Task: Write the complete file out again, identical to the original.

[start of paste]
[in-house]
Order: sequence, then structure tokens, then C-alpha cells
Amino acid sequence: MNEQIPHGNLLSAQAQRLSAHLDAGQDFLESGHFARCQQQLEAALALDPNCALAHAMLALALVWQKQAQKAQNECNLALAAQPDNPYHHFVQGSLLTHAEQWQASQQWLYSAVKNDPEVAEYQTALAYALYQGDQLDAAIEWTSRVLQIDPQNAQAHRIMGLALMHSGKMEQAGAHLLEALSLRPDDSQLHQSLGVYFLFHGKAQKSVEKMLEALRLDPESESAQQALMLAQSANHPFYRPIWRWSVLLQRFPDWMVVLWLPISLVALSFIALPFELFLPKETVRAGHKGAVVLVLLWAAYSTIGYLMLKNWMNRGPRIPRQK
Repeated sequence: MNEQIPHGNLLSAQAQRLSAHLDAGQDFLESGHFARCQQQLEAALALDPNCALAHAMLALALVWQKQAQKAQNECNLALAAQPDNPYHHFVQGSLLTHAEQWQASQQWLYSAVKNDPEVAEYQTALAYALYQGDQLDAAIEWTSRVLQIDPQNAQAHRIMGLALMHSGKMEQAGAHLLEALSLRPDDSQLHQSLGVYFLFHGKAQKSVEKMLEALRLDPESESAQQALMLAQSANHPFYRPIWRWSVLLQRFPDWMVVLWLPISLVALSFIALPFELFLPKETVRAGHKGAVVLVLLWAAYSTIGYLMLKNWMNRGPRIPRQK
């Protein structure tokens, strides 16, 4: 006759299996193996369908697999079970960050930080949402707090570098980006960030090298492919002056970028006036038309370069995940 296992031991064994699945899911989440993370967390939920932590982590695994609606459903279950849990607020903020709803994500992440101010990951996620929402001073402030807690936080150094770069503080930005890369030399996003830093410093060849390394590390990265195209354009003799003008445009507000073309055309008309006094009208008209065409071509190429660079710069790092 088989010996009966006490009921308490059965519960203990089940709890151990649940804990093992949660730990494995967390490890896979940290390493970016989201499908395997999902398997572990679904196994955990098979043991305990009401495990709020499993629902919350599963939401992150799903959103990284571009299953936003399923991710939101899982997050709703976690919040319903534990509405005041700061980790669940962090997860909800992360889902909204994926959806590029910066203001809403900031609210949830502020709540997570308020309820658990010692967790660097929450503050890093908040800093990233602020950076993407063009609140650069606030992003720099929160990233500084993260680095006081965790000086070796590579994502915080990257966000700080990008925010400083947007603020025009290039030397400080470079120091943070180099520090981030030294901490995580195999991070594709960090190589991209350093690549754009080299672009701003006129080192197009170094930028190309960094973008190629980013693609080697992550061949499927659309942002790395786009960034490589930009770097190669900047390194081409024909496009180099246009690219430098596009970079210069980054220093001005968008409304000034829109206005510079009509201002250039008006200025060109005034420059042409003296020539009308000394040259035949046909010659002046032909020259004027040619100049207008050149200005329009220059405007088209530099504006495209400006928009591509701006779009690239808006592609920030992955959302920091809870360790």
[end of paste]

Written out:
[in-house]
Order: sequence, then structure tokens, then C-alpha cells
Amino acid sequence: MNEQIPHGNLLSAQAQRLSAHLDAGQDFLESGHFARCQQQLEAALALDPNCALAHAMLALALVWQKQAQKAQNECNLALAAQPDNPYHHFVQGSLLTHAEQWQASQQWLYSAVKNDPEVAEYQTALAYALYQGDQLDAAIEWTSRVLQIDPQNAQAHRIMGLALMHSGKMEQAGAHLLEALSLRPDDSQLHQSLGVYFLFHGKAQKSVEKMLEALRLDPESESAQQALMLAQSANHPFYRPIWRWSVLLQRFPDWMVVLWLPISLVALSFIALPFELFLPKETVRAGHKGAVVLVLLWAAYSTIGYLMLKNWMNRGPRIPRQK
Repeated sequence: MNEQIPHGNLLSAQAQRLSAHLDAGQDFLESGHFARCQQQLEAALALDPNCALAHAMLALALVWQKQAQKAQNECNLALAAQPDNPYHHFVQGSLLTHAEQWQASQQWLYSAVKNDPEVAEYQTALAYALYQGDQLDAAIEWTSRVLQIDPQNAQAHRIMGLALMHSGKMEQAGAHLLEALSLRPDDSQLHQSLGVYFLFHGKAQKSVEKMLEALRLDPESESAQQALMLAQSANHPFYRPIWRWSVLLQRFPDWMVVLWLPISLVALSFIALPFELFLPKETVRAGHKGAVVLVLLWAAYSTIGYLMLKNWMNRGPRIPRQK
């Protein structure tokens, strides 16, 4: 006759299996193996369908697999079970960050930080949402707090570098980006960030090298492919002056970028006036038309370069995940 296992031991064994699945899911989440993370967390939920932590982590695994609606459903279950849990607020903020709803994500992440101010990951996620929402001073402030807690936080150094770069503080930005890369030399996003830093410093060849390394590390990265195209354009003799003008445009507000073309055309008309006094009208008209065409071509190429660079710069790092 088989010996009966006490009921308490059965519960203990089940709890151990649940804990093992949660730990494995967390490890896979940290390493970016989201499908395997999902398997572990679904196994955990098979043991305990009401495990709020499993629902919350599963939401992150799903959103990284571009299953936003399923991710939101899982997050709703976690919040319903534990509405005041700061980790669940962090997860909800992360889902909204994926959806590029910066203001809403900031609210949830502020709540997570308020309820658990010692967790660097929450503050890093908040800093990233602020950076993407063009609140650069606030992003720099929160990233500084993260680095006081965790000086070796590579994502915080990257966000700080990008925010400083947007603020025009290039030397400080470079120091943070180099520090981030030294901490995580195999991070594709960090190589991209350093690549754009080299672009701003006129080192197009170094930028190309960094973008190629980013693609080697992550061949499927659309942002790395786009960034490589930009770097190669900047390194081409024909496009180099246009690219430098596009970079210069980054220093001005968008409304000034829109206005510079009509201002250039008006200025060109005034420059042409003296020539009308000394040259035949046909010659002046032909020259004027040619100049207008050149200005329009220059405007088209530099504006495209400006928009591509701006779009690239808006592609920030992955959302920091809870360790």